When bike-share launches this summer, 10,000 new public bicycles will be available at 600 stations in Manhattan and Brooklyn. The stations will typically be located about 1,000 feet apart from each other, ensuring a quick walk to a public bike from anywhere below 79th Street and in northwest Brooklyn. The exact location of the stations — this corner or that one, on the street or on the sidewalk — is largely up to each neighborhood to decide. The hyper-local planning begins next week at a workshop for the Chelsea and Hell’s Kitchen neighborhoods [PDF] and continues throughout the service area over the next two months.
Last fall, DOT officials said that public comments will help determine where to place bike-share stations. Community boards can say “the following locations are ‘hell no’ for whatever reasons,” DOT Policy Director Jon Orcutt told Manhattan CB 2 last October. The stations have to be spaced appropriately and follow certain guidelines — no stations on narrow sidewalks or in parking spaces on busy avenues, for example — but within those constraints locals will get to choose where the bikes go.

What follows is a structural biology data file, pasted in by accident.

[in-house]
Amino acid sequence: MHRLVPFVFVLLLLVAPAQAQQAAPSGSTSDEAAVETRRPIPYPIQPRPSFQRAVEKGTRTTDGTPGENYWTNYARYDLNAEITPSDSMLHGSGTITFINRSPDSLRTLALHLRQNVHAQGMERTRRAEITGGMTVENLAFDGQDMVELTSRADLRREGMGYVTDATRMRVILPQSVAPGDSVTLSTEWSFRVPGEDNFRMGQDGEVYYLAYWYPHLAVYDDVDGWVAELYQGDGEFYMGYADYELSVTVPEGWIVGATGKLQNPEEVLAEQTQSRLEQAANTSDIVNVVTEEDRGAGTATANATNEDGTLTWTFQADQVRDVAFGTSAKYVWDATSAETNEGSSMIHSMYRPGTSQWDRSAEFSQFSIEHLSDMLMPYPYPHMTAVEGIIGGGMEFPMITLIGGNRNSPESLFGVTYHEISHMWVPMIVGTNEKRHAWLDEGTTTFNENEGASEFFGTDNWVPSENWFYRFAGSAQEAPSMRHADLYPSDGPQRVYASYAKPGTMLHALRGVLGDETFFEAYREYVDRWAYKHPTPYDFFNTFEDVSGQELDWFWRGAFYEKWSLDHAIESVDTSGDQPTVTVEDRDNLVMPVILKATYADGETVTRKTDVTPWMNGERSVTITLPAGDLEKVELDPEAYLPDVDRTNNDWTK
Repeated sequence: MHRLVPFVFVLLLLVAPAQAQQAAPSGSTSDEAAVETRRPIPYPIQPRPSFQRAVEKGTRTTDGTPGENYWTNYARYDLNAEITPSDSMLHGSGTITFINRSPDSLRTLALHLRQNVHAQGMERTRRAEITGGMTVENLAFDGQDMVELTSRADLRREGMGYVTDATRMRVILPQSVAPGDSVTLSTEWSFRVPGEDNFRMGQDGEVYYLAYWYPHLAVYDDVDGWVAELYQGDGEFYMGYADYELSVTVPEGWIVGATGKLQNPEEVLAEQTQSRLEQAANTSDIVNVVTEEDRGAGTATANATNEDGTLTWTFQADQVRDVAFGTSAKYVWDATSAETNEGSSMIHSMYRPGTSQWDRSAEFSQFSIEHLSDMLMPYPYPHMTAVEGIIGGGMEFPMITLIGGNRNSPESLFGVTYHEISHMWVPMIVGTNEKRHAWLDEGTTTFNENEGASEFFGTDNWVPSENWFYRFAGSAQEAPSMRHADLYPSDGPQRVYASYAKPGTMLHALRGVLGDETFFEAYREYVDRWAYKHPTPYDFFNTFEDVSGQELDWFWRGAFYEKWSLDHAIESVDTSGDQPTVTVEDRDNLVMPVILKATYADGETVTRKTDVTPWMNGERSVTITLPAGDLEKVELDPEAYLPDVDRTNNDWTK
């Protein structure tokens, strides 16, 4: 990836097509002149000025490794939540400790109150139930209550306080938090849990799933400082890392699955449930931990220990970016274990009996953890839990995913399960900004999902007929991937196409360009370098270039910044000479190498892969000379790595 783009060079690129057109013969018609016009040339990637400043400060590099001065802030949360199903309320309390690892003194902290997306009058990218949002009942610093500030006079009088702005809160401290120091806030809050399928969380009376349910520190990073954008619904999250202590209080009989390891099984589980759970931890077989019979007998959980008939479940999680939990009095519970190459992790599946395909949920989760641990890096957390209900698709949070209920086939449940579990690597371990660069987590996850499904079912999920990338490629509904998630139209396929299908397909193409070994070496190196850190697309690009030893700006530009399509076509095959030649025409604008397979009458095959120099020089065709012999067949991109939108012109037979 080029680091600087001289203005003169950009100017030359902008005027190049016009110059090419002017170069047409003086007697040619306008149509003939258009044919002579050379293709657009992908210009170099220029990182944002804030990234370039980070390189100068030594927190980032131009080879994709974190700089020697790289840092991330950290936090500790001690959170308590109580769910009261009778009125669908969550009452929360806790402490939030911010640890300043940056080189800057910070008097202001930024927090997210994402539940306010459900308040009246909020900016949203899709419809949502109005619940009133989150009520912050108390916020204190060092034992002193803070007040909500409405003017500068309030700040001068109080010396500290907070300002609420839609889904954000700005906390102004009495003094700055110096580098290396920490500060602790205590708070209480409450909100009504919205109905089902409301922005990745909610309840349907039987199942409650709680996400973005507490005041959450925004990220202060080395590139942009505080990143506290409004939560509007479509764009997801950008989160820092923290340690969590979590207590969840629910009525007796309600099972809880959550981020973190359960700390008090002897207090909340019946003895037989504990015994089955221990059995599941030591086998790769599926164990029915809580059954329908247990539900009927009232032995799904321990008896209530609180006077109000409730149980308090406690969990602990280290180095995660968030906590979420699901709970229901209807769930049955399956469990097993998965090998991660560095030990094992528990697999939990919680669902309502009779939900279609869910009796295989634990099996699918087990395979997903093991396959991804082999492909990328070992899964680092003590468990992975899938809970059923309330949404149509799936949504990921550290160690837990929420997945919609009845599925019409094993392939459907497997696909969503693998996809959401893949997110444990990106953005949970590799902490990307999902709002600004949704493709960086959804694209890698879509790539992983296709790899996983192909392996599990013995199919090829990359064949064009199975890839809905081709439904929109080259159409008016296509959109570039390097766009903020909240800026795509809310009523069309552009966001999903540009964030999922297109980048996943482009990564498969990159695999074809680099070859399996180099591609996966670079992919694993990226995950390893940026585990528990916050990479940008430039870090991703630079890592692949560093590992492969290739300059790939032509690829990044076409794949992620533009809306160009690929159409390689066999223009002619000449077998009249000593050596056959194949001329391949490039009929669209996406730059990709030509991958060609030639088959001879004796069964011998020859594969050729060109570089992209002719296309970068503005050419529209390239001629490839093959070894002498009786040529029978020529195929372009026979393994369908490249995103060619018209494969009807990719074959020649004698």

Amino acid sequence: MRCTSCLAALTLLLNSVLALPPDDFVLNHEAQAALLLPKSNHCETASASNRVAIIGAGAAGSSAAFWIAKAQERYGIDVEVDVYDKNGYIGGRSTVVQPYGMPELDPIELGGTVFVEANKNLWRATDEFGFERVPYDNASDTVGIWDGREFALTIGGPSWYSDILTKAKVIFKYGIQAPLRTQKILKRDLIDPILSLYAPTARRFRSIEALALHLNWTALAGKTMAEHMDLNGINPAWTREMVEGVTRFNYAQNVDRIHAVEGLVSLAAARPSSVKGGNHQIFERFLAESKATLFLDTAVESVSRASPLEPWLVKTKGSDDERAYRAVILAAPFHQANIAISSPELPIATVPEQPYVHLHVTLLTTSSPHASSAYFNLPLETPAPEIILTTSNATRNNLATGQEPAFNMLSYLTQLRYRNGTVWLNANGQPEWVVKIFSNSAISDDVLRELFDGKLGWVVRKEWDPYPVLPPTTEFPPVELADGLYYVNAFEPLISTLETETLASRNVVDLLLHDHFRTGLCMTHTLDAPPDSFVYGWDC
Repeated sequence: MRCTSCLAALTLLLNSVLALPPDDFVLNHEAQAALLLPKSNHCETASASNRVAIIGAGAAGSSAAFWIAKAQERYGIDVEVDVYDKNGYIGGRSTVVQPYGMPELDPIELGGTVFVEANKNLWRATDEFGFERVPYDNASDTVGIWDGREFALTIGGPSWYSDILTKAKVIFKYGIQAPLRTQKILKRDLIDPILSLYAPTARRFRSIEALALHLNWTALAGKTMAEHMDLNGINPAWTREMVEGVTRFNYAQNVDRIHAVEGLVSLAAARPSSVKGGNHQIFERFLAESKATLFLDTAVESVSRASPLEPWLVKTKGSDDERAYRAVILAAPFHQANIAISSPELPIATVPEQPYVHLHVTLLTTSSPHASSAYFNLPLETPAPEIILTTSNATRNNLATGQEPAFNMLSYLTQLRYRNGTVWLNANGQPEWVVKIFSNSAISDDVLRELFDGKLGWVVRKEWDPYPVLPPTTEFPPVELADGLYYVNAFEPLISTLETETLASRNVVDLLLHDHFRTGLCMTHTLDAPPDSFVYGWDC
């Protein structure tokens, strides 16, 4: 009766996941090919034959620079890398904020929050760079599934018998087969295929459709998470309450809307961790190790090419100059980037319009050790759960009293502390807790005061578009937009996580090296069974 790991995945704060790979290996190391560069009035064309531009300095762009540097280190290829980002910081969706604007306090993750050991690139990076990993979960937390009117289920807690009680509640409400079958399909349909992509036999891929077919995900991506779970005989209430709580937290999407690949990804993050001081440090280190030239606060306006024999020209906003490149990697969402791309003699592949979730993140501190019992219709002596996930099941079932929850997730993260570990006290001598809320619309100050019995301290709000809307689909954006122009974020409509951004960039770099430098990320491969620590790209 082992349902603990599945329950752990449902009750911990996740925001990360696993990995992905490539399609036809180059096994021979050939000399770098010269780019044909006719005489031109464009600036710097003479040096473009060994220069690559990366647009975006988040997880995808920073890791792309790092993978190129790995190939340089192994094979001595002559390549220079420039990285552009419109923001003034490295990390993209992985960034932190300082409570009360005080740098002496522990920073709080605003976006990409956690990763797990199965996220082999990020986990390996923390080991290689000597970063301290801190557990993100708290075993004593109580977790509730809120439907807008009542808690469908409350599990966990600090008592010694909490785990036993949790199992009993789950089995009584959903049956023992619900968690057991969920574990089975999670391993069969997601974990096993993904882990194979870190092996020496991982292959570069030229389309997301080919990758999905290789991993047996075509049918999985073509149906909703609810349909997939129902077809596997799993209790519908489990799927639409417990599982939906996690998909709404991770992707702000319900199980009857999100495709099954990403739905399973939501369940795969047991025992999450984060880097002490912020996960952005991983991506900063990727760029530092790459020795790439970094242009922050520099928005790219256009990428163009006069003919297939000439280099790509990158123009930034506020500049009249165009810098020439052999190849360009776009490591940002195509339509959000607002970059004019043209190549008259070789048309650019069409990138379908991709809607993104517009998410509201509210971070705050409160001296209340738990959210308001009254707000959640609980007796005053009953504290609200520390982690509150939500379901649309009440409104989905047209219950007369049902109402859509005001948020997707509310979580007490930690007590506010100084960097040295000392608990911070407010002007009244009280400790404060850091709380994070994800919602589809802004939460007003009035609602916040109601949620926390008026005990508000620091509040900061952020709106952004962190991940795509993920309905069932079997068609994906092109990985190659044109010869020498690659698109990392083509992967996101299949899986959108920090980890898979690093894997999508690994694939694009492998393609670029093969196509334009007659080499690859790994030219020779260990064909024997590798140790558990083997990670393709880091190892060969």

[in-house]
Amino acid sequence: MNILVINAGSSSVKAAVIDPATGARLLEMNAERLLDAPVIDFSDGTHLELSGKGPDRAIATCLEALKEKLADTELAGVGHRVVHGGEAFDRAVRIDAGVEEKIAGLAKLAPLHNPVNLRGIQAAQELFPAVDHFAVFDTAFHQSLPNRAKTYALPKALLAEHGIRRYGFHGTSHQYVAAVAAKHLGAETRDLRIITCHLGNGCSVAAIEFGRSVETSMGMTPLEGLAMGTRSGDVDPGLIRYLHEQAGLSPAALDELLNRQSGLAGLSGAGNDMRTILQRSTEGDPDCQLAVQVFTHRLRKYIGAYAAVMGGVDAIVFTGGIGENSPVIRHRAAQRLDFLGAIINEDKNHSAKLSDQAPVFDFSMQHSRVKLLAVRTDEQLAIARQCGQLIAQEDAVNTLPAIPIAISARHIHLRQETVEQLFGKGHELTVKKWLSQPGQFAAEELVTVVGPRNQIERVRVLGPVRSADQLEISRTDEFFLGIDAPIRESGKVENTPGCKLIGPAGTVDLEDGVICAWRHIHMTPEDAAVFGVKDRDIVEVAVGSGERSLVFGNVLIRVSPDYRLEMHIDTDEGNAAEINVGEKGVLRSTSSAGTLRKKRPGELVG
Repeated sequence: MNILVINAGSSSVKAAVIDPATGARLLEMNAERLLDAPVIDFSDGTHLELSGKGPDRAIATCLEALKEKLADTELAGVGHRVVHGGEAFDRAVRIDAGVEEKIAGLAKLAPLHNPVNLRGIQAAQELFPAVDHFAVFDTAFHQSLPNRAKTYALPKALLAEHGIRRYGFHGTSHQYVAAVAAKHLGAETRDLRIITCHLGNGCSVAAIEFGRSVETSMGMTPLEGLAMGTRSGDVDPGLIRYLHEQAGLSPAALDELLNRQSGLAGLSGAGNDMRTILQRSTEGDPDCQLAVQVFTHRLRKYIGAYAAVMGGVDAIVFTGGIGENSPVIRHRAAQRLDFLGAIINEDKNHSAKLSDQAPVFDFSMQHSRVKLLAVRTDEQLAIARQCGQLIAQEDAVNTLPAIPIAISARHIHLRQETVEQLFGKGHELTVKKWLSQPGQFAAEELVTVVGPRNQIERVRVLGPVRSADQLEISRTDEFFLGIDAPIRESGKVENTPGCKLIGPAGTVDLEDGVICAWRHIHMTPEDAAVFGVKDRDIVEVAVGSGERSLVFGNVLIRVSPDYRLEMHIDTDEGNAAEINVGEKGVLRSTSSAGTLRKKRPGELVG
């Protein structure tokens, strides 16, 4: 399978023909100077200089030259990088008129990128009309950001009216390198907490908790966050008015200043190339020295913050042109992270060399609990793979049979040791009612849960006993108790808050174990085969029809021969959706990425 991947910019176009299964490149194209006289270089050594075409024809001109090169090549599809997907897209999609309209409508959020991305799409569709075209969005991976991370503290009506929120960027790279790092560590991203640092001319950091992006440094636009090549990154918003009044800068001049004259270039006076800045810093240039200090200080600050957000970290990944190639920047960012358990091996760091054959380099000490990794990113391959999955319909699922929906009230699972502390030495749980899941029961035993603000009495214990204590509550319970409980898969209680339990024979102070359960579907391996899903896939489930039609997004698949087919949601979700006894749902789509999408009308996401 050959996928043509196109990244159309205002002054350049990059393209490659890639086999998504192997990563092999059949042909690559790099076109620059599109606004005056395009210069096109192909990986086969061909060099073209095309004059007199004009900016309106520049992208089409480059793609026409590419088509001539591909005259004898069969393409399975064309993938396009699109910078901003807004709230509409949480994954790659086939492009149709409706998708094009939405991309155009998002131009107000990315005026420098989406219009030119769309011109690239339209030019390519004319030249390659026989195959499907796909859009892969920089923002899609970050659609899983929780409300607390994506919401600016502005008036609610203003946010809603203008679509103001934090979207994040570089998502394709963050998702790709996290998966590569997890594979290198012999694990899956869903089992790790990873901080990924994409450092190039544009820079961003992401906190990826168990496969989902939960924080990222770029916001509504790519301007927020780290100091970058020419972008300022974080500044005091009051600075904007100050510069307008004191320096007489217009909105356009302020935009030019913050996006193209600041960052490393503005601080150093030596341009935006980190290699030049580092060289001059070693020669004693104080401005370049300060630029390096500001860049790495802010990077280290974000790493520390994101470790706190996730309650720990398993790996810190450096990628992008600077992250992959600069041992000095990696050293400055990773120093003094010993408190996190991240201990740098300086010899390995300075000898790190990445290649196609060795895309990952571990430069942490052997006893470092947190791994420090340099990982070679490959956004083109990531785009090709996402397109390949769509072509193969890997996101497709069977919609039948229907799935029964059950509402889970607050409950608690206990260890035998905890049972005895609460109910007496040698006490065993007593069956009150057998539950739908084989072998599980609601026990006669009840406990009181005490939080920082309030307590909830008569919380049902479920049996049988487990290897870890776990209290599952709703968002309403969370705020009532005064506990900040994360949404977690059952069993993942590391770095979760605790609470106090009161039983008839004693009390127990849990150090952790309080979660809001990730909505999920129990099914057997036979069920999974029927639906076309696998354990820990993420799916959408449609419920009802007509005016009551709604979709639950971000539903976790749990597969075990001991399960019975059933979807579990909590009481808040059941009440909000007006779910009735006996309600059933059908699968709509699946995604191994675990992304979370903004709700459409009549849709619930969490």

Next Tuesday, the city’s first bike-share planning workshop will take place. Hosted by Manhattan Community Board 4, State Senator Tom Duane and Assembly Member Richard Gottfried, the event will be an important opportunity for people who live or work in Chelsea and Hell’s Kitchen to help shape this significant addition to the New York City streetscape. The difference between a bike-share system where most stations are on the sidewalk and one where most stations are in the curbside lane may be determined at these meetings, for example.
After Tuesday’s meeting, the next workshop will be the following week and cover Manhattan Community Board 2’s district: SoHo, Tribeca and the West Village. For a full and up-to-date listing of the workshops, including time and location, head over to DOT’s bike-share timeline.